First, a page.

A new system to more accurately gauge demand for childcare places is in the works, so that new childcare centres can be built where they are most needed.
It comes amid moves to meet growing demand for childcare services, which saw the Government pledge last year to add 20,000 more childcare places - or about 200 centres - by 2017.
This will provide enough places for one in two children here, up from one in three in 2013.
While a centre's waiting list can provide some indication of demand, it suffers from one key problem - duplication. This is because some parents put their children's names down for places at several childcare centres at the same time, even when the children may already be enrolled in one centre.
To get around this issue, the Early Childhood Development Agency (ECDA) is putting together a database which will filter out repeat applications, and reveal the actual number of people waiting for a place.
Coupled with its existing database of enrolment, this will help it better plan where to open new childcare centres.
Minister for Social and Family Development Chan Chun Sing, who revealed this new initiative in an interview with The Straits Times this week, said the new database is expected to be ready by the second half of the year.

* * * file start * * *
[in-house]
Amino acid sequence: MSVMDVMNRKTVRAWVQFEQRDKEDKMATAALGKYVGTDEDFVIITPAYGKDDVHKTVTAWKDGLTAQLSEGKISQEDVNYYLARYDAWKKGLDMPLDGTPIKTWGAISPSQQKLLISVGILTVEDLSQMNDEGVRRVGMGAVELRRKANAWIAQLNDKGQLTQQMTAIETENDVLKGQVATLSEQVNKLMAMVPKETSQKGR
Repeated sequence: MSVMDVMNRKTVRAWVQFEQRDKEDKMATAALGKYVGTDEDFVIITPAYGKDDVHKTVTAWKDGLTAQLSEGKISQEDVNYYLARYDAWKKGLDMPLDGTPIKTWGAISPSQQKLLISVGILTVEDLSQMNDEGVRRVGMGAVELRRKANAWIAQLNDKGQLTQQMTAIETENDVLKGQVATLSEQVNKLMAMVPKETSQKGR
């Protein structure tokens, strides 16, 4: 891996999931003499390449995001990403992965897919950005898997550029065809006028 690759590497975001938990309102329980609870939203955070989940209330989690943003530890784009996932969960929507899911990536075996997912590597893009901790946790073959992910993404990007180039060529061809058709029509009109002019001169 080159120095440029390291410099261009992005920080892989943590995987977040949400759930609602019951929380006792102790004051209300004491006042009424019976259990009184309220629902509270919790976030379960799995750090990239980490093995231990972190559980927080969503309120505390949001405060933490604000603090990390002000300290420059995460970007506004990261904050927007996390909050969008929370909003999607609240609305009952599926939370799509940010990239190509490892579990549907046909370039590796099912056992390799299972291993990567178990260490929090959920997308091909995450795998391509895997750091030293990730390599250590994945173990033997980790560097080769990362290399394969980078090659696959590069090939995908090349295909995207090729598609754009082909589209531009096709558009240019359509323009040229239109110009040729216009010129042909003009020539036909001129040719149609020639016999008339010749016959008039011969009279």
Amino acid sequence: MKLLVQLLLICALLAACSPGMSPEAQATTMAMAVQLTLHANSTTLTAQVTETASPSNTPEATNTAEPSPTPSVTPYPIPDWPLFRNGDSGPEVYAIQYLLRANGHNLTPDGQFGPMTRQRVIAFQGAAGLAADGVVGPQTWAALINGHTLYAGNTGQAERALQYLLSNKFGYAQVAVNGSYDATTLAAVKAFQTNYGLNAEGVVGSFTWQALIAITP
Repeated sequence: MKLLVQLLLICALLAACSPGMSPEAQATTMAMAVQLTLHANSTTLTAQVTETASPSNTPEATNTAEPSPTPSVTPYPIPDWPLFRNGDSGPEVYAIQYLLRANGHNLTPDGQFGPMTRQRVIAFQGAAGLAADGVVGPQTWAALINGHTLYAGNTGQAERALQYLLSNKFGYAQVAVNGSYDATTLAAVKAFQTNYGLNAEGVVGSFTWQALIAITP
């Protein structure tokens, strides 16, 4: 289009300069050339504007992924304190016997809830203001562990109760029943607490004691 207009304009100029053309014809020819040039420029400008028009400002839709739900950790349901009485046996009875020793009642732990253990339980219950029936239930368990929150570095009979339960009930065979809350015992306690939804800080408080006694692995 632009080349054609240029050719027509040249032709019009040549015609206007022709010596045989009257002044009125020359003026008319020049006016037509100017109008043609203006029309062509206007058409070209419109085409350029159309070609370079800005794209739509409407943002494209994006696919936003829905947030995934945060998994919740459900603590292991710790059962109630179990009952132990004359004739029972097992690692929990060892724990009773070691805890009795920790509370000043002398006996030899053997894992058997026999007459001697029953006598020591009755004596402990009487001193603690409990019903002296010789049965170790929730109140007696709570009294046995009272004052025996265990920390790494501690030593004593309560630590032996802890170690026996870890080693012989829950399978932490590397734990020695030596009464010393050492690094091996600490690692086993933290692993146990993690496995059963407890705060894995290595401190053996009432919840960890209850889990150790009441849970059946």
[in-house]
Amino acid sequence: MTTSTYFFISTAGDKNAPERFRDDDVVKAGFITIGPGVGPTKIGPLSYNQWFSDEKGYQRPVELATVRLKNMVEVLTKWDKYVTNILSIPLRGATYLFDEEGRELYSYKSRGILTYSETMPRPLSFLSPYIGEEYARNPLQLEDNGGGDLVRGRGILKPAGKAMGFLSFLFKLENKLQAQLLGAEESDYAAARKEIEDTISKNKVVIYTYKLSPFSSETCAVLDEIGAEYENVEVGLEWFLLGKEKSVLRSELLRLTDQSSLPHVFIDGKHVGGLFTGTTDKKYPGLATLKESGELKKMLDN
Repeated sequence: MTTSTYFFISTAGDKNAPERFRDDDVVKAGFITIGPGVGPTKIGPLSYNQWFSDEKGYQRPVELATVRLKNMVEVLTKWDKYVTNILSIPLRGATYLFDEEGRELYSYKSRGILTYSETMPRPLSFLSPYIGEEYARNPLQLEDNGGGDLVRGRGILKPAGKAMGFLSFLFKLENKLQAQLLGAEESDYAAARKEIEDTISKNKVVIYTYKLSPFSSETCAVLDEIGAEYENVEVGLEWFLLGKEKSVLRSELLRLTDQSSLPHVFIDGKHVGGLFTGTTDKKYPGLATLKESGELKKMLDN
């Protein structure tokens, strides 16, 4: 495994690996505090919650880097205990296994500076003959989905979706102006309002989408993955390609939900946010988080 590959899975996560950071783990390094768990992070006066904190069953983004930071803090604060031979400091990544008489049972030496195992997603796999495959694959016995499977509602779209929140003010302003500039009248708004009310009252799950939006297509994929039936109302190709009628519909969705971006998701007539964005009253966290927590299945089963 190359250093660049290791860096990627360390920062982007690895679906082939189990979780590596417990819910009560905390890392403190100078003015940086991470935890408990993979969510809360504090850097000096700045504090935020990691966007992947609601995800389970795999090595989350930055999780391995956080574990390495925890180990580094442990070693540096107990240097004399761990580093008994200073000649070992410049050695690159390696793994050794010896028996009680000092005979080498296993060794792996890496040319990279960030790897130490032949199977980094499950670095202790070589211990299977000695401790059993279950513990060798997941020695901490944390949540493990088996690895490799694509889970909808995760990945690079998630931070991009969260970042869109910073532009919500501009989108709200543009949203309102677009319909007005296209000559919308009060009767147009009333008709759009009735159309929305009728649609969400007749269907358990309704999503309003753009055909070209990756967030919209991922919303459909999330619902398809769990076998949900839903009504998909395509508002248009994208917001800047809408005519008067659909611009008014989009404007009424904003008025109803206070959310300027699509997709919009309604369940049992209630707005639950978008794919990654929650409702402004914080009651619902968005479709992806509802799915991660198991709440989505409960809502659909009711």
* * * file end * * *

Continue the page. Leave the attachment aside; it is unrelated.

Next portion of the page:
Explaining the need for it, he added: "Some parents register their children at many places and that messes up the projection of demand... Some may even continue to register their children in the queue, even though their children are already in a particular centre."
The ECDA is interested in knowing who is in the queue only for the purpose of ascertaining its length, he said.
He acknowledged it may be a "sensitive issue" for childcare centre operators to share their waiting lists with ECDA. But he said the data would be kept confidential, so operators would not know their competitors' waiting lists.
Currently, in planning where to locate centres, the ECDA relies on geospatial software which shows the location of existing centres, and demographic data such as the number of children eligible for childcare places in an area.
This year alone, at least 45 centres will be set up islandwide, with most of them sited in newer estates such as Punggol and Sengkang, where there is a higher proportion of young families and more demand for childcare services.
A spokesman for My First Skool, which has six centres in Punggol, said waiting lists give "very limited insight" into the demand for childcare services in an area.
Besides parents registering at multiple centres, some parents whose children are already in childcare centres in other areas may register interest in a specific centre after increased publicity about the centre, she explained.
Accountant Michelle Tay, 35, said it would be good if parents too could know the actual number of people queueing up for a place at centres in a particular vicinity.
Said the Punggol resident, who put her four-year-old daughter's name down on waiting lists at three childcare centres from 2010, before getting a place about a year later: "We'd be less anxious when looking for a childcare place."